The intelligent, independent miniature schnauzer guarantees nobody comes near your home without his alerting you. This breed will faithfully monitor the premises. Meanwhile, you'll have to monitor him, too. The miniature schnauzer breed has a genetic predisposition to high triglycerides in the bloodstream, which can cause lots of problems.
Triglycerides are lipids -- fat molecules that supply energy to muscles and the cardiovascular system, among other body parts. Along with cholesterol, triglycerides are among the most important lipids in the dog's body. If your schnauzer has too many triglycerides in his system, he'll suffer from a condition called hypertriglyceridemia. A blood sample, taken after the dog fasts for 12 hours, determines triglyceride level.
According to the Universities Federation for Animal Welfare, approximately a third of miniature schnauzers have dangerously high triglyceride levels "and are presumed to have idiopathic hyperlipidemia." That means too many lipids circulate in the dog's blood. Usually, lipid levels including triglycerides rise after a dog eats, then drop back. In dogs suffering from hyperlipidemia, levels remain elevated. While some dogs don't show symptoms, signs of the condition include hair loss and scratching, seizures, eye inflammation and fatty deposits in the skin or blood vessels. Hyperlipidemia can lead to pancreatitis.
Acute and chronic pancreatitis, inflammation of the pancreas, is prevalent in miniature schnauzers. According to the University of Minnesota College of Veterinary Medicine, dogs with a history of pancreatitis have higher triglyceride levels than healthy dogs of the same age. Dogs who develop pancreatitis usually do so at the average age of 8 or 9 years. Symptoms include appetite loss, abdominal pain, diarrhea vomiting, fever, lethargy and depression. The sudden-onset, or acute, variety often proves fatal because of organ failure. Chronic pancreatitis might be managed with dietary changes and careful monitoring. Keep a close eye on your schnauzer, so that he goes to the vet at the first sign of gastrointestinal problems.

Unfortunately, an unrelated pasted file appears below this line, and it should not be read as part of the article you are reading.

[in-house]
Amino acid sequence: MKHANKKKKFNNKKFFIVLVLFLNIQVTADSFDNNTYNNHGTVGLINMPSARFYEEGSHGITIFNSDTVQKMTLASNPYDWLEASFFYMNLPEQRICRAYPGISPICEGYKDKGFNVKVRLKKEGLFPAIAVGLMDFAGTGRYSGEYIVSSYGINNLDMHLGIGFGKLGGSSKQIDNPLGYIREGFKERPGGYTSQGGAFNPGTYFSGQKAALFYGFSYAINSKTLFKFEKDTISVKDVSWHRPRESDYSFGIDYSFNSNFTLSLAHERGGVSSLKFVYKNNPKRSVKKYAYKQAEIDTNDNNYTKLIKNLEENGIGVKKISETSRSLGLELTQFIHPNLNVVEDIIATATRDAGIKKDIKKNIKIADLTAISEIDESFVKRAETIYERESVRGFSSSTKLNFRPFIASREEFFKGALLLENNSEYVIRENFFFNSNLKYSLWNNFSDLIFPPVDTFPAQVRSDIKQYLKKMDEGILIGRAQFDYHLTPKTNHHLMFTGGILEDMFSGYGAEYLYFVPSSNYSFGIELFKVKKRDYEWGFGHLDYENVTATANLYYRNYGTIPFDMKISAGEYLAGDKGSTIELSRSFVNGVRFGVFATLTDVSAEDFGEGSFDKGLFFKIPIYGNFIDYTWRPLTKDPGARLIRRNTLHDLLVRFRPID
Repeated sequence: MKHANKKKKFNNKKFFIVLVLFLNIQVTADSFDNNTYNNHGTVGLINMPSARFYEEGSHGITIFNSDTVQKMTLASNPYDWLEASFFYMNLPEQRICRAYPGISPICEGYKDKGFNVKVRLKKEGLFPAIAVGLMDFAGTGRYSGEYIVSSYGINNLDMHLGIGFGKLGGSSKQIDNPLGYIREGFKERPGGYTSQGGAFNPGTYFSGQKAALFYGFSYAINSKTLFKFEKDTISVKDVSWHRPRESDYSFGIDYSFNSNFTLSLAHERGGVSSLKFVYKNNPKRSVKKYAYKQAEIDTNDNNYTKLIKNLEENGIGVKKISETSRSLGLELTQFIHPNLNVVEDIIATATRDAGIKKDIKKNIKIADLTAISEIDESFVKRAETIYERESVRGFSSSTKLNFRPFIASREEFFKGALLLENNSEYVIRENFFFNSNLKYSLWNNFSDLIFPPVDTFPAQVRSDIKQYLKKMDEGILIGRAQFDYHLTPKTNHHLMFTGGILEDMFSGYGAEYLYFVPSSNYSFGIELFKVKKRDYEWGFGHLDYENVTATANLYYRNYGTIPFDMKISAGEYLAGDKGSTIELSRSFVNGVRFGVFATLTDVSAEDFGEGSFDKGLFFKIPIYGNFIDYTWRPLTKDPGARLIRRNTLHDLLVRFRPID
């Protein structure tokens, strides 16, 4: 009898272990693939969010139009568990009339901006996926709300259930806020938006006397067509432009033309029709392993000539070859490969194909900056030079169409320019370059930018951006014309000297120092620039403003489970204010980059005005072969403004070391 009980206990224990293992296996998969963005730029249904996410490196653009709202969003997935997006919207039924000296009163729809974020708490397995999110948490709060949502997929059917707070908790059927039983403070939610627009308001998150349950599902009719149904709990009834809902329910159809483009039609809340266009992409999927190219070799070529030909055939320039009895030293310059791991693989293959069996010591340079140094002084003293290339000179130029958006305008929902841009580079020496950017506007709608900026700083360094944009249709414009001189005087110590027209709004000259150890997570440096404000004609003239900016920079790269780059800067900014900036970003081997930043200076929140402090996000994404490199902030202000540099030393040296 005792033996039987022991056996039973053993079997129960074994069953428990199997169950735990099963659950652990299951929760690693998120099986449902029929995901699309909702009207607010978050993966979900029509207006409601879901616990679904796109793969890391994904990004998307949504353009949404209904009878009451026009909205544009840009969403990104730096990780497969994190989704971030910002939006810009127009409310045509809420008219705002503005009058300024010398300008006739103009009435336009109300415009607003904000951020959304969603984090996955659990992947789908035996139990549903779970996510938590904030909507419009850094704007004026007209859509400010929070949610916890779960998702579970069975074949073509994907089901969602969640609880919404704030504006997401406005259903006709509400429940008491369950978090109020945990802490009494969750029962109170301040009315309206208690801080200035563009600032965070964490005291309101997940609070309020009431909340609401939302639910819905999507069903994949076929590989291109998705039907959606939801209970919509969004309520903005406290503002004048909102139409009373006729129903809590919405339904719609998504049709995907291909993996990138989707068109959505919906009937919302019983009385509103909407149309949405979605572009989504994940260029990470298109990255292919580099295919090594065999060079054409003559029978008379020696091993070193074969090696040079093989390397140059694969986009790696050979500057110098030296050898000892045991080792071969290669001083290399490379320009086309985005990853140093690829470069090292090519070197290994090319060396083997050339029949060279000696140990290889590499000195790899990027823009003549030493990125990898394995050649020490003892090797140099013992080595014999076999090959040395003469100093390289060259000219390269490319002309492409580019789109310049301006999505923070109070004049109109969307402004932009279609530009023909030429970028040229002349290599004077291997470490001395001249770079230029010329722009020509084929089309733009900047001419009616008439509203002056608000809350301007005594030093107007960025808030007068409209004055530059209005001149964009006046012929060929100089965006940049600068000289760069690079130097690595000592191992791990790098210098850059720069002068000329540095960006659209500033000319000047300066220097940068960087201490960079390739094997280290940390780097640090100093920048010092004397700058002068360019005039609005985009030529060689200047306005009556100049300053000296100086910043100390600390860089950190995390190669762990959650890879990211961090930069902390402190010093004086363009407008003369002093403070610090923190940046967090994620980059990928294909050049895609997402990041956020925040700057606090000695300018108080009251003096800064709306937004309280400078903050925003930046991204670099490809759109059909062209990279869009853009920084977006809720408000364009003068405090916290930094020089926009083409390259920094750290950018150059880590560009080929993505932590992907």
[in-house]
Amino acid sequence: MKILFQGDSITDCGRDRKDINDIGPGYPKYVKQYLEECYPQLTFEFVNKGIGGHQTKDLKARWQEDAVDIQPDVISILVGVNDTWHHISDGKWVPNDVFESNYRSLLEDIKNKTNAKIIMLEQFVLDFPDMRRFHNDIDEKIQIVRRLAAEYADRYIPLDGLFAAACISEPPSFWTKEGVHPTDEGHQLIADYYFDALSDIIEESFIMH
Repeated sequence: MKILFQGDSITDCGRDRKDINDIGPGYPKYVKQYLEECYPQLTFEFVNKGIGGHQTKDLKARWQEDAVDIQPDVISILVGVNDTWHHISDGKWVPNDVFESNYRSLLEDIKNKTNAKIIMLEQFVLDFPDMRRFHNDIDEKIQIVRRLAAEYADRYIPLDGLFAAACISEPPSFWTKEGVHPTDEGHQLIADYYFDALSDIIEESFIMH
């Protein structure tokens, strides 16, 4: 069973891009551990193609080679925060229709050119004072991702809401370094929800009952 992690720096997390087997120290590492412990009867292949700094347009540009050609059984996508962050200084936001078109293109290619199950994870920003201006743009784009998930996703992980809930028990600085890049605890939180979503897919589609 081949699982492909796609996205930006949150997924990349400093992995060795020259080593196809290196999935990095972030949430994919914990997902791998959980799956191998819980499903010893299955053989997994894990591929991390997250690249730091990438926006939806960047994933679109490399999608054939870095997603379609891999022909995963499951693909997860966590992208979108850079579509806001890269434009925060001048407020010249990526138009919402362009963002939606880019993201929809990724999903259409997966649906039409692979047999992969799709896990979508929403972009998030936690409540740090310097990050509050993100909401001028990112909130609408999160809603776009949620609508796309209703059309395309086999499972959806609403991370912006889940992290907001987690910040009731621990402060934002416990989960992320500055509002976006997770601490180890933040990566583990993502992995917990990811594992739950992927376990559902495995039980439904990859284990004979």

Because elevated triglyceride levels are so common in the breed, with the potential to wreak so much havoc, ask your vet about taking dietary precautions with your dog. Your vet will measure your pet's serum triglyceride levels, when the dog appears healthy and asymptomatic, in order to establish a baseline, with which levels can be compared when your dog is symptomatic. Ask your vet to recommend a lowfat diet with lots of fiber, which might help your dog avoid high triglyceride issues. In the meantime, don't feed your dog any table scraps and keep him at a healthy weight, with plenty of exercise.
Jane Meggitt has been a writer for more than 20 years. In addition to reporting for a major newspaper chain, she has been published in "Horse News," "Suburban Classic," "Hoof Beats," "Equine Journal" and other publications. She has a Bachelor of Arts in English from New York University and an Associate of Arts from the American Academy of Dramatics Arts, New York City.